Posted On: 09/22/2008
April: I say “ka-pray-say,” and Steve says “ka-prees.”
Steve: But ny-ther of us pronounces tomato “to-mah-to.”
A: The word is nee-ther.
S: Pardon me?
A: Nee-ther of us pronounces tomato “to-mah-to.” And for the record, I do say “to-mah-to” on some occasions.
S: What occasions – let’s just talk about the salads, shall we?
Steve’s Caprese salad profile: Punchy balsamic is a must. As far as the tomatoes go, I like them meaty, fleshy; it’s the redirected carnivore in me. Heirlooms are the most attractive – I like all the colors.
April’s Caprese salad profile: Yes to ripe tomatoes. Yes to ripe to-mah-tos. No, no, no to tough mozzarella, lackluster basil and punk-out vinaigrettes that never quite permeate the salad.
La Dolce Via Bakery and Café
4470 Arco Ave., St. Louis · 314.534.1699
Lunch: Tue. to Fri. – 11 a.m. to 3 p.m., Sat. – 1 to 3 p.m.; Dinner: Thu. to Sat. – 6 to 11 p.m.; Brunch: Sat. – 9 a.m. to 1 p.m., Sun. – 10 a.m. to 2 p.m.
A: So the story goes that Steve was once terrified by a to-mah-to.
S: It’s true. At Indian Guide camp, I was faced with the horror of eating a sliced tomato for the first time.
A: Kids. But now it’s all better?
S: Much. The tomatoes in this Caprese have been properly ripened to a deep red – a process that’s as important as cooking when it comes to other dishes. Timing is key.
A: The lemony vinaigrette, a mixture of different vinegars and a vivid olive oil, is sloshy and delish.
S: And the presentation is impressive.
A: Very – a spray of alternating tomato and mozzarella slices topped with a flurry of bright basil that the chef grows right outside the kitchen.
S: Don’t forget the trickle of olives – and the purple and yellow cherry tomatoes on top. Beautiful.
A: Agreed. Bee-you-tee-ful.
S: That is no way to pronounce a word. Buy a dictionary.
A: I have one.
6144 Delmar Blvd., St Louis · 314.727.6633
Mon. to Sat. – 11 a.m. to midnight (Bar – until 1:30 a.m.), Sun. –
11 a.m. to 11 p.m. (Bar – until midnight)
A: Another garlandlike Caprese. I think we’ve discovered a trend.
S: More olives on the side as well. I think we’ve discovered two trends.
A: I give the vinaigrette a 3.14.
S: I give it a 10.
A: You would.
S: What’s that supposed to mean?
A: Oh, I’m just frustrated because I think a Caprese needs a convincing dressing; otherwise, it’s just mozzarella and tomatoes.
S: Well, this mozzarella and these Campari tomatoes are pretty good: soft, fresh, toothsome.
S: Oh, and what’s this on the bottom of the plate? Why, it’s oil and vinegar! Isn’t that what they call “salad dressing”?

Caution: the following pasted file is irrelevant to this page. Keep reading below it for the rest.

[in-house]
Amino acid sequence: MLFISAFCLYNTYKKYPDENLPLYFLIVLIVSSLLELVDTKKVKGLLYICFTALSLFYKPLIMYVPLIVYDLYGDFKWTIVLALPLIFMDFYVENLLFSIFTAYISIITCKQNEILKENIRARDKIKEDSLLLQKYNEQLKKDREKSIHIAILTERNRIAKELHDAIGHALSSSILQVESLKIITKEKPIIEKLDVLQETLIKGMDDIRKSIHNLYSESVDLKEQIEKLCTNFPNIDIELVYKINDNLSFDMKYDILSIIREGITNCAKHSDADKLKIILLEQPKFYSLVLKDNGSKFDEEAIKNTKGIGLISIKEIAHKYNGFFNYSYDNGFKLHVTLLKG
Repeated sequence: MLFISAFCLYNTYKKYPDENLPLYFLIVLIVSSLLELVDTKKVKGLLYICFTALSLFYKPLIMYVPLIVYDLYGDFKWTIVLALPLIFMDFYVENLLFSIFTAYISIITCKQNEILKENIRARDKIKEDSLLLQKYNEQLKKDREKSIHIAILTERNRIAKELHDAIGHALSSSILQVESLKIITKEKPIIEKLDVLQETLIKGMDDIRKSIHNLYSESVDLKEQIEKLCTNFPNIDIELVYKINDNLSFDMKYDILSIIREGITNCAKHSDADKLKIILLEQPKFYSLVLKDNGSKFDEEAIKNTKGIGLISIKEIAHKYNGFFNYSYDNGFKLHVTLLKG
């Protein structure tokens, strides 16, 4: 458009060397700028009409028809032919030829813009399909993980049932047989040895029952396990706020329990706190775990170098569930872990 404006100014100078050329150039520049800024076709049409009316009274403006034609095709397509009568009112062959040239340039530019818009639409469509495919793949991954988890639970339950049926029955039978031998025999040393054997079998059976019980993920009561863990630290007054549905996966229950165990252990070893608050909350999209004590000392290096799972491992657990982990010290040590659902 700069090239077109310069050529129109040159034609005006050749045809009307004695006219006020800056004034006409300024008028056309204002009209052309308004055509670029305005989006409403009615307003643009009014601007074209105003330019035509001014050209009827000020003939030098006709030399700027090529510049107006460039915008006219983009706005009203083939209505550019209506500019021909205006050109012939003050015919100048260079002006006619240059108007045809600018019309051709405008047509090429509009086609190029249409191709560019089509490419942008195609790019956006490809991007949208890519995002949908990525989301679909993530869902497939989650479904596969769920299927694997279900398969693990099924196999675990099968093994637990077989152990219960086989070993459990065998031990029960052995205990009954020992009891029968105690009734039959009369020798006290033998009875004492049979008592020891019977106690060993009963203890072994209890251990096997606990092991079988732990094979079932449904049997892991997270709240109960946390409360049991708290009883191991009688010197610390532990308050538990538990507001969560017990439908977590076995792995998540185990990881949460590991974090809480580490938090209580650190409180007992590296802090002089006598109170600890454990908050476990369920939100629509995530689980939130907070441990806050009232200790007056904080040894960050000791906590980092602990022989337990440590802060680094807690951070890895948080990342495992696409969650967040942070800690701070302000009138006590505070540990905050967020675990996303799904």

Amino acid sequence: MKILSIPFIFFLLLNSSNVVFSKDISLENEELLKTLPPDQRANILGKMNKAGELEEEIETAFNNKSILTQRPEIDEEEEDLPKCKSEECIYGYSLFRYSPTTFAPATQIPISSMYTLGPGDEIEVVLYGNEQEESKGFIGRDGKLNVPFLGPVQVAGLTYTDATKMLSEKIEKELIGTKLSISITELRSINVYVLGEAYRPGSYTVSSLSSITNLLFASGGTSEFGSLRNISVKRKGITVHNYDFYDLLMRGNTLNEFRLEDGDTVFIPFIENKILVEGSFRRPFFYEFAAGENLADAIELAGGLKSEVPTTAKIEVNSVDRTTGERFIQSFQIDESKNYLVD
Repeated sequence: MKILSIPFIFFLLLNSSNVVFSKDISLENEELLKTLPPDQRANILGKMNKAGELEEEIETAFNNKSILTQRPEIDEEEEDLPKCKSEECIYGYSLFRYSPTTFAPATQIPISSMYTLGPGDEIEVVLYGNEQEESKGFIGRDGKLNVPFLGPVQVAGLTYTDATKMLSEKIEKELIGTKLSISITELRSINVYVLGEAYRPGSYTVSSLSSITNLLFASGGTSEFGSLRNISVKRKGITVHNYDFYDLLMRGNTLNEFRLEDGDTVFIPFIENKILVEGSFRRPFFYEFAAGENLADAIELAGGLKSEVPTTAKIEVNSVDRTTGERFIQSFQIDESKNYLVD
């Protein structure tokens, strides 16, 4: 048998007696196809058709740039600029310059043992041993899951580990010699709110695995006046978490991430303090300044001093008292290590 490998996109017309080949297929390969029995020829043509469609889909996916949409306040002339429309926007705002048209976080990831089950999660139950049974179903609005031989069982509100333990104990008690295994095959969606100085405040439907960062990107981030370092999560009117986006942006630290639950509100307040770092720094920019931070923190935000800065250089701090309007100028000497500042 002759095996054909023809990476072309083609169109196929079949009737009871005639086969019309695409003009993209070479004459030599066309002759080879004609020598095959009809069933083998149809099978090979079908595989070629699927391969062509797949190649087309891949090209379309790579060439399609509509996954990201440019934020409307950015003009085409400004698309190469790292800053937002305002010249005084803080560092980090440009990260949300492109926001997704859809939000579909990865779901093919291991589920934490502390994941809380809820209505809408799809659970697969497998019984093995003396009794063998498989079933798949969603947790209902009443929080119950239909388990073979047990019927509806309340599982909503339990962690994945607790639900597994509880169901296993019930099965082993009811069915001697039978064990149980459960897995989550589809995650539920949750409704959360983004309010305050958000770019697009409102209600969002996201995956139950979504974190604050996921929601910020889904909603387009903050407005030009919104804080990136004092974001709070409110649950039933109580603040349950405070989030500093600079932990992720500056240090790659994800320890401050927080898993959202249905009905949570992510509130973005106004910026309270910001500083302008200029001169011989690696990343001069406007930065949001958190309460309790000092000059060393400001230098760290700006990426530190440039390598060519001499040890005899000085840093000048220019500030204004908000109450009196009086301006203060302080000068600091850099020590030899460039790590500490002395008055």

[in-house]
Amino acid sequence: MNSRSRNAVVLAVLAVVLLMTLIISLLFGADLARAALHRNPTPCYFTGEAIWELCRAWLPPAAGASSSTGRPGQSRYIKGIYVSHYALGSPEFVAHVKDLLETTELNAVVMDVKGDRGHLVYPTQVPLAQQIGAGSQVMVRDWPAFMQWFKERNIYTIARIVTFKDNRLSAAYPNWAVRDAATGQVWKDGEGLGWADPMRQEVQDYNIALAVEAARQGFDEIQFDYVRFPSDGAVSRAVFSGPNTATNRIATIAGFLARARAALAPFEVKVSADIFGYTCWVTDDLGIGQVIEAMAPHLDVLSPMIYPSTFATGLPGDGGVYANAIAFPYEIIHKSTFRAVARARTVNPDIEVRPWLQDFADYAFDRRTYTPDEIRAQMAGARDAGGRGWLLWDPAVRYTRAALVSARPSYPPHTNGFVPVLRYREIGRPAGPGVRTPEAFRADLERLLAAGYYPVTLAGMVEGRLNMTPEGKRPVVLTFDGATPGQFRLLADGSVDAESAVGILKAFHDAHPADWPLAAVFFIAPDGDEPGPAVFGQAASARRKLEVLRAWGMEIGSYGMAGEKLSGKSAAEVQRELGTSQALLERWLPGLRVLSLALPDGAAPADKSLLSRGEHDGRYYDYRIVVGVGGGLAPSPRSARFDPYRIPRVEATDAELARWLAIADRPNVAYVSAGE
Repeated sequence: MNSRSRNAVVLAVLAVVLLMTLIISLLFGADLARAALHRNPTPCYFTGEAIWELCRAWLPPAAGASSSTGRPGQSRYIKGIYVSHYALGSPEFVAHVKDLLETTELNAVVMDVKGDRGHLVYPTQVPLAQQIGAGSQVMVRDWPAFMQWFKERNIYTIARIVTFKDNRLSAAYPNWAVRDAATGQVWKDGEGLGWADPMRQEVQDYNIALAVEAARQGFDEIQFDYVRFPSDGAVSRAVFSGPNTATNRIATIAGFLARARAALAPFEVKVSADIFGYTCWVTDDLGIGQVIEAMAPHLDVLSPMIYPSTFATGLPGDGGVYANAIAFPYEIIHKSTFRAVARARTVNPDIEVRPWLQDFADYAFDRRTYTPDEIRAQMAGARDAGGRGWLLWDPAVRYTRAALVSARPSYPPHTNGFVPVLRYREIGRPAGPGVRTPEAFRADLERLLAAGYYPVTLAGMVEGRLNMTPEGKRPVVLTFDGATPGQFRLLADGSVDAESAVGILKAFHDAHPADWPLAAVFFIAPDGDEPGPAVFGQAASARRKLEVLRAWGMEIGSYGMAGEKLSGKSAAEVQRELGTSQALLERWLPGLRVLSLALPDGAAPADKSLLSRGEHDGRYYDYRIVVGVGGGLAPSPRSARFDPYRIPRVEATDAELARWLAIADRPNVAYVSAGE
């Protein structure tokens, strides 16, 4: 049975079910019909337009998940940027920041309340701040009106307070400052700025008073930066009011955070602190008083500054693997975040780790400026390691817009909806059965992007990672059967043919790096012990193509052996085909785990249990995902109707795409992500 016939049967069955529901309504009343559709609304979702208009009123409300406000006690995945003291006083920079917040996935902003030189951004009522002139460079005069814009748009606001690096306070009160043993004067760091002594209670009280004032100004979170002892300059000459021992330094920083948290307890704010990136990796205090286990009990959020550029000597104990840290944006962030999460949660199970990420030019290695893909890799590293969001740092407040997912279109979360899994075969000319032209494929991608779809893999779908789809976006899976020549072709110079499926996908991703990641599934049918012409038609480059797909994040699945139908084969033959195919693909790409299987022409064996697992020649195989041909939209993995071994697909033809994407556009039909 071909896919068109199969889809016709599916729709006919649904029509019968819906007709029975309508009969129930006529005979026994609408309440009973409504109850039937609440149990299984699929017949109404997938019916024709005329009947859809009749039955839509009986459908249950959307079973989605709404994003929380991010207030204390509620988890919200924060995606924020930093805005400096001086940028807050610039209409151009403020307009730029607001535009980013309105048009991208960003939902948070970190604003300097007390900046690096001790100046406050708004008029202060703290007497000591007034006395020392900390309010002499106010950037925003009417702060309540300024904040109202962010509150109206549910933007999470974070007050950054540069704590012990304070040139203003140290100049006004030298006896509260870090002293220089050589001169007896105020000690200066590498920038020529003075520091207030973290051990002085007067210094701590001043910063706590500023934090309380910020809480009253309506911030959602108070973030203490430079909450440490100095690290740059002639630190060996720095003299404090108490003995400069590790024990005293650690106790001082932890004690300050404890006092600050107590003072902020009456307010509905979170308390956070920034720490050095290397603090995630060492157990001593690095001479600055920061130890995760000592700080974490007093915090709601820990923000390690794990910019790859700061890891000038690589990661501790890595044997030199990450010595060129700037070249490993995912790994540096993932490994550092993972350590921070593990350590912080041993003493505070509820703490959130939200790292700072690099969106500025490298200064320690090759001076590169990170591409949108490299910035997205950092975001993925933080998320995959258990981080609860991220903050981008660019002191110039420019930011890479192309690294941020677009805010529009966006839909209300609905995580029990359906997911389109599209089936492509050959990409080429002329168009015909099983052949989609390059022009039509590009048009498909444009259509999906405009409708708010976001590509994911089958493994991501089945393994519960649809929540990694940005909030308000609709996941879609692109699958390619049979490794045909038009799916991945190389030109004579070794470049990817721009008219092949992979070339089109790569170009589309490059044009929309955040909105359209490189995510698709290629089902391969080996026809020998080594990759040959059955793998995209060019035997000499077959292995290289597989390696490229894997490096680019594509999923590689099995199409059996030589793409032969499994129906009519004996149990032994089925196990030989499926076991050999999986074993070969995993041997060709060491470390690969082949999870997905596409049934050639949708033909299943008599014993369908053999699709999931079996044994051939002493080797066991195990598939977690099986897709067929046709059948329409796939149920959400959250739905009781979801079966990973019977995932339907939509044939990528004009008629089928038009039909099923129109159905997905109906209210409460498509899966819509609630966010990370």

S: Don’t be cross. Here, take some bread, and let’s mop the whole thing up.
Bar Italia Ristorante and Caffè
13 Maryland Plaza, St. Louis · 314.361.7010
Sun. to Thu. – 11:30 a.m. to 10 p.m. (Bar – until 1:30 a.m.), Fri. and Sat. – 11:30 a.m. to 11 p.m. (Bar – until 1:30 a.m.)
A: Wow, look at all this lettuce. Would you still call this a ka-pray-say?
S: Well, I’d call it a ka-prees, like the Chevy.
A: Even if the balsamic doesn’t really punch?
S: It punches enough.
A: Even if the mozzarella’s a little stiff?
S: I disagree.
A: Certainly you don’t think these tomatoes are meaty?
S: They’re meaty enough – especially considering the late arrival of the tomato season this year. Not to change the subject, but are these to-may-tos or to-mah-tos?
A: Well, those two slices are to-may-tos, and those two slices are to-mah-tos.
S: What about the other one?
A: It could go ee-ther way.
S: The word is eye-ther.
A: Anyway, what I want to know is when the yellow tomatoes I’ve eaten in years past will show up in this Caprese again. They’re the best.
7624 Wydown Blvd., Clayton · 314.727.7901
Lunch: Mon. to Fri. – 11:30 a.m. to 2 p.m.; Dinner: Mon. to Thu. – 5:30 to 9 p.m., Fri. and Sat. – 5 to 10 p.m.
S: You say eye-tal-yan and I say eh-tal-yan.
A: Steve, I do not say eye-tal-yan. Ever. Please, this is a fancy place.
S: I can see that. Take a look at this Caprese!
A: A prime Italian specimen. Two thick slices of grilled ciabatta – one for you and one for me – covered by a decadent avalanche of cherry to-mah-tos. Abundant basil chiffonade adds copious spice. And the balsamic-forward vinaigrette is absolutely everywhere. I’m in heaven.
S: Me too. Torn instead of sliced, the mozzarella is like none we’ve seen elsewhere. Usually, boys like tearing things apart, cutting things. I honor mozzarella when it’s been ripped apart to form a rustic, sculpturesque mountain on my plate. I bring dignity to the death of a tomato –
A: Steve, the people at the next table are staring over at us in amazement – and not in a good way. Here, take your fork, and let’s polish the whole thing off.
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